Why Jeremy's Scott New Moschino Campaign Is Being Described as Distasteful

It's openly anti-Trump.

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The new Moschino campaign, "Alien Nation," headed by creative director Jeremy Scott, is facing backlash for its brash portrayal of models as "aliens" as political commentary in regard to the Trump administration’s abhorred immigration policies.

Supermodels Gigi Hadid and Kaia Gerber are starring as “aliens” in the campaign. Yesterday, on each of their personal Instagram stories, the two models' faces, framed within a five-second selfie, sported the fiercely beautiful stares we are accustomed to. Also: Gigi was blue, and Kaia was orange.

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In Instagram and Twitter posts advertising the collection—and the monochromatic bodies that pose in them—Scott asks: "What is an 'alien'?" Most bitterly received was Scott’s description of a Twitter photo of a blue-skinned, Moschino-clad Gigi Hadid: “The only thing illegal about this alien is how good she looks.”

One Twitter user responded, “Please reconsider this phrasing,” another with “Hey this caption ain’t cute.” Yet another deemed this campaign “actual xenophobia.”

In response to the backlash, Scott defended the political intent behind his ad campaign to a single commenter: “THE ENTIRE CONCEPT OF MY AD CAMPAIGN WAS TO BRING ATTENTION TO THE US ADMINISTRATION’S HARSH STANCE TOWARDS ‘ILLEGAL ALIENS.’ I PAINTED THE MODELS IN MY SHOW AND THIS CAMPAIGN AS A WAY TO BRING ATTENTION TO THIS AND DISCUSS WHAT EXACTLY IS AN 'ALIEN' ARE THEY ORANGE BLUE YELLOW GREEN? NO THEY ARE OUR FRIENDS, NEIGHBORS, CO WORKERS, RELATIVES AND PEOPLE WE LOVE.”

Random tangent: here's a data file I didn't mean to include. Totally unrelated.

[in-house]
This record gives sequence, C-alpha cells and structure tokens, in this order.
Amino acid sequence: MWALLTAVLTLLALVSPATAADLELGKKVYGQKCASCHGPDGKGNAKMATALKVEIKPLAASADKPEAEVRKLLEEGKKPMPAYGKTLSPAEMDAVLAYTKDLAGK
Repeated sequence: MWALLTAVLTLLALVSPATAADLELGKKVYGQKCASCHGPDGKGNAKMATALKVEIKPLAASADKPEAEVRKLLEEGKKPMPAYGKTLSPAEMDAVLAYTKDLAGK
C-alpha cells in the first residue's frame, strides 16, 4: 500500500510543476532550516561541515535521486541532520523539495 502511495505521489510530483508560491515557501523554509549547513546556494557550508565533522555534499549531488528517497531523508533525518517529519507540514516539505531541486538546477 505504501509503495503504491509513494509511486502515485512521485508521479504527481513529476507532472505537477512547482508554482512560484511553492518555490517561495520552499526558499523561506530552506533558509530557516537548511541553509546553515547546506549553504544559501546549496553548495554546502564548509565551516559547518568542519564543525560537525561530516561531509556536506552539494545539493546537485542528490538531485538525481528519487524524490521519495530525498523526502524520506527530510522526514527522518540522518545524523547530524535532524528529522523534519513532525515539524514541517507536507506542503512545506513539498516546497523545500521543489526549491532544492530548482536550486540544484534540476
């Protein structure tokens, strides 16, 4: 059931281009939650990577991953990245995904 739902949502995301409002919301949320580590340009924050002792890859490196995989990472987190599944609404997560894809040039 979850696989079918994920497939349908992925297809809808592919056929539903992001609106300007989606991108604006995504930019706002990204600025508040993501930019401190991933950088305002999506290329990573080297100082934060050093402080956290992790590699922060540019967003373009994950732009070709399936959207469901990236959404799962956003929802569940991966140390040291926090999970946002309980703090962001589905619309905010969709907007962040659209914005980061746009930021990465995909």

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In Hadid’s Instagram story, the models' faces and necks were absolutely opaque, and their hands and forearms—which poked gracefully through the sleeves of Moschino jacket-sleeves in subsequent Instagram pictures—were equally vibrant. The look juxtaposes a polished, suit-wearing Jackie Kennedy aura with that of an otherworldly creature: Technicolor, whimsical, and utterly bizarre.

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In February, Moschino launched its Fall/Winter 2018-2019 collection, and brightly painted models—among whom were Kaia Gerber, Soo Joo, Gigi Hadid, and Bella Hadid—walked the runway clad in mid-length skirts, matching suit-jackets, and sixties bobs. Hence, the Jackie-O-technicolor-creature juxtaposition. The new ad campaign features the same clothes and artificial skin colors. A single word has worked its way through Hadid's Instagram caption, a Vogue Paris piece on the February show, and Scott’s Instagram reference to Trump's disparaged immigration policies: Alien. An i-D article reported the show as Scott’s creative interrogation of historical conspiracy theories—mostly involving aliens—surrounding Marilyn Monroe’s death, Jackie Kennedy, and Area 51.

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Yesterday, with the announcement of the new campaign, Scott is continuing to use the multi-faceted, extremely volatile concept of “alien”—and the blue and orange body makeup he uses as indicators of one—to make a political statement about Trump’s immigration policy, child detention centers, and, more generally, the American fear of illegal aliens.

Scott captioned another Instagram photo, of a blue-bodied Gigi Hadid in an orange Moschino coat and black bag and hat, with a longer discussion campaign’s project: “WHAT IS AN ‘ALIEN?’ THE CONCEPT OF MY AD CAMPAIGN IS TO BRING ATTENTION TO THE US ADMINISTRATION’S HARSH STANCE TOWARDS ‘ILLEGAL ALIENS.’ I PAINTED THE MODELS IN MY SHOW AND THIS CAMPAIGN AS A WAY TO OPEN A DISCUSSION ON WHAT EXACTLY AN 'ALIEN' IS - ARE THEY ORANGE BLUE YELLOW GREEN? DOES THIS MATTER? THEY ARE OUR FRIENDS, NEIGHBORS, CO WORKERS, RELATIVES AND PEOPLE WE LOVE.”

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The collection is part investigation of old conspiracy theories and part commentary on the political climate in which we are living.

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